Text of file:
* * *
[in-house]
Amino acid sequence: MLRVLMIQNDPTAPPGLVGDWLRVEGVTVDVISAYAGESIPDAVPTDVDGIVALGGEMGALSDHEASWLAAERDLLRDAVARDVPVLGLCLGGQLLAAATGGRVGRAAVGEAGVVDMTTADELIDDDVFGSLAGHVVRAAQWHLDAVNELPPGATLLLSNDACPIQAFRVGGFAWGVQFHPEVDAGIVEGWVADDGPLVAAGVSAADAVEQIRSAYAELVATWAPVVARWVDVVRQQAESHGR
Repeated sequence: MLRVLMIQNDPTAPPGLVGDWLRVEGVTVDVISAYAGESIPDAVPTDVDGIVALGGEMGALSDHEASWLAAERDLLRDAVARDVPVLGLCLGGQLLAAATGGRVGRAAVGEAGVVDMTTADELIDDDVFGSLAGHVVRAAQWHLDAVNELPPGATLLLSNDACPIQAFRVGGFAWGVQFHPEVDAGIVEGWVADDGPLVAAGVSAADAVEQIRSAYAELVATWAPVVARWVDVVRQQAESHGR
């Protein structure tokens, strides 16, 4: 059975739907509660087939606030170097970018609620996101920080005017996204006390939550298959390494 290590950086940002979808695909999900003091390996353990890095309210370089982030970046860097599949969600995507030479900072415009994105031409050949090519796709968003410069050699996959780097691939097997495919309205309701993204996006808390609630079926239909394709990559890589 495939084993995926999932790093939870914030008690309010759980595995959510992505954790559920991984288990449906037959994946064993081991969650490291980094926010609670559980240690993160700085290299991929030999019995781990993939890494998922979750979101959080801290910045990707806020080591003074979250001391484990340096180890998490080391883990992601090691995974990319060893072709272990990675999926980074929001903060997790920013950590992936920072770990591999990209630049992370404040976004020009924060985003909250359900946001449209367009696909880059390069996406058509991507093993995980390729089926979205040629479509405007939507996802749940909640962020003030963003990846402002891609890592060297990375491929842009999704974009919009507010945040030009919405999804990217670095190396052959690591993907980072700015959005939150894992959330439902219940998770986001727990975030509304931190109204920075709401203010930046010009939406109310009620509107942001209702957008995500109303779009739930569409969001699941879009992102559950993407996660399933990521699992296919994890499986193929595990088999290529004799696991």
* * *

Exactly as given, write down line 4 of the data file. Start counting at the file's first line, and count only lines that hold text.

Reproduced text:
């Protein structure tokens, strides 16, 4: 059975739907509660087939606030170097970018609620996101920080005017996204006390939550298959390494 290590950086940002979808695909999900003091390996353990890095309210370089982030970046860097599949969600995507030479900072415009994105031409050949090519796709968003410069050699996959780097691939097997495919309205309701993204996006808390609630079926239909394709990559890589 495939084993995926999932790093939870914030008690309010759980595995959510992505954790559920991984288990449906037959994946064993081991969650490291980094926010609670559980240690993160700085290299991929030999019995781990993939890494998922979750979101959080801290910045990707806020080591003074979250001391484990340096180890998490080391883990992601090691995974990319060893072709272990990675999926980074929001903060997790920013950590992936920072770990591999990209630049992370404040976004020009924060985003909250359900946001449209367009696909880059390069996406058509991507093993995980390729089926979205040629479509405007939507996802749940909640962020003030963003990846402002891609890592060297990375491929842009999704974009919009507010945040030009919405999804990217670095190396052959690591993907980072700015959005939150894992959330439902219940998770986001727990975030509304931190109204920075709401203010930046010009939406109310009620509107942001209702957008995500109303779009739930569409969001699941879009992102559950993407996660399933990521699992296919994890499986193929595990088999290529004799696991």